Protective Order

Why get a Protective Order?

A protective order may prohibit an offender from:

  • Committing further acts of domestic violence, sexual assault and/or stalking
  • Harassing or threatening the victim
  • Going to, or near a school or day-care center that a child protected under the order attends.

Who can get a Protective Order?

  • A current or former spouse.
  • A blood relative such as a parent, sibling, child etc.
  • A relative by marriage (an in-law).
  • A person who you have a child in common.
  • A household member (such as a current/former roommate).
  • A foster parent or child.
  • A person who you had a continuing romantic or intimate relationship with.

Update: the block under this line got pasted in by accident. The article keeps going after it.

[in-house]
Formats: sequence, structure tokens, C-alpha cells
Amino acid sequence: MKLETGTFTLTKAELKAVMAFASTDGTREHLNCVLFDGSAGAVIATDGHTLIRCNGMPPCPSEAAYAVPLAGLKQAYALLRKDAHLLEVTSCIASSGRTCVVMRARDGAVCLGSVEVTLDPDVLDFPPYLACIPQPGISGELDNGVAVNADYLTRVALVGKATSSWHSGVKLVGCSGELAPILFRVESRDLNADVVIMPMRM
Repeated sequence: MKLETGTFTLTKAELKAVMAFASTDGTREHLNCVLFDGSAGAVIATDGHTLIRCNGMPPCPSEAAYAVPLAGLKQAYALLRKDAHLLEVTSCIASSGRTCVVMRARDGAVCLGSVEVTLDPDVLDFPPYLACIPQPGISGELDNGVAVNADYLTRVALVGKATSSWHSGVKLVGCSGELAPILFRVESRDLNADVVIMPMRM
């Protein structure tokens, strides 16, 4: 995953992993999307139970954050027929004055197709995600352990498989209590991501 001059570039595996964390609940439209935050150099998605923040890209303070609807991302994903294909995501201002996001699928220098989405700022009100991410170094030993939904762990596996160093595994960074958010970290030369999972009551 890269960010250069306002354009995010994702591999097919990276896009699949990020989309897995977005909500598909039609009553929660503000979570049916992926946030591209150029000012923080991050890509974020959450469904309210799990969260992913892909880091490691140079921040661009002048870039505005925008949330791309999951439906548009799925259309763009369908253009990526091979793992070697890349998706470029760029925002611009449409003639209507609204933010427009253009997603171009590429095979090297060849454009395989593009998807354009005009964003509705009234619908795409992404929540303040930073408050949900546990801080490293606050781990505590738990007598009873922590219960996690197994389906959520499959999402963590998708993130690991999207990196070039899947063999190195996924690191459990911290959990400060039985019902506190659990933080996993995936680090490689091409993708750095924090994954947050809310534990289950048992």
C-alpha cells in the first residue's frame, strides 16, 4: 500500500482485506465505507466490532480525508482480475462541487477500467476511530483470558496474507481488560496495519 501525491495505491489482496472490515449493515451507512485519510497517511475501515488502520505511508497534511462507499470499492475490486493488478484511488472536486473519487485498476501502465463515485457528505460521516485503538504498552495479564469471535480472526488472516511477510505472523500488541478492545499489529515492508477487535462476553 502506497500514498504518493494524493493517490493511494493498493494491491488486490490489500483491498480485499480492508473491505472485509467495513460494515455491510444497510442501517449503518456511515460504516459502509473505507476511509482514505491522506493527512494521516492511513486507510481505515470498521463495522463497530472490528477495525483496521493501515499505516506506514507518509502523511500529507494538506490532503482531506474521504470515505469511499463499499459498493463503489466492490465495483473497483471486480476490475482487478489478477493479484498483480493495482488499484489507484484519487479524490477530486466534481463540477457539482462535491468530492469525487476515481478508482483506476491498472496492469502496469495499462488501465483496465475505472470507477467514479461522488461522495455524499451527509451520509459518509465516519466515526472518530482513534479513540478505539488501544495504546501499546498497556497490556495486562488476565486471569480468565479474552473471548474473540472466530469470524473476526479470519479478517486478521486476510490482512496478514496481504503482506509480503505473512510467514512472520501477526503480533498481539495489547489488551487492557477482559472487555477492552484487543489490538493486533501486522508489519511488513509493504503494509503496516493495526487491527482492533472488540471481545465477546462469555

• Any adult can file for a protective order to protect a minor from family violence.
  • A prosecuting attorney or the Department of Protective and Regulatory Services can file an application on behalf of any person alleged to be a victim of family violence.

Get a Protective Order

If  you are in Travis County (even if the violence occurred outside of Travis County) you may go to the County Attorney’s Office located on the third floor of the Granger Building at 314 West 11th Street in Austin. Once you speak to someone from the Protective Order Division, your situation will be assessed to determine if a Temporary Protective Order should be issued. A hearing date will be set within 14 days to issue a permanent order that may last up to two years.

If a Protective Order is issued, the perpetrator may be required to leave the residence.  A County Constable will serve the order and escort the perpetrator from the property.

Student Guide for Observing Protective Order Hearings (PDF)

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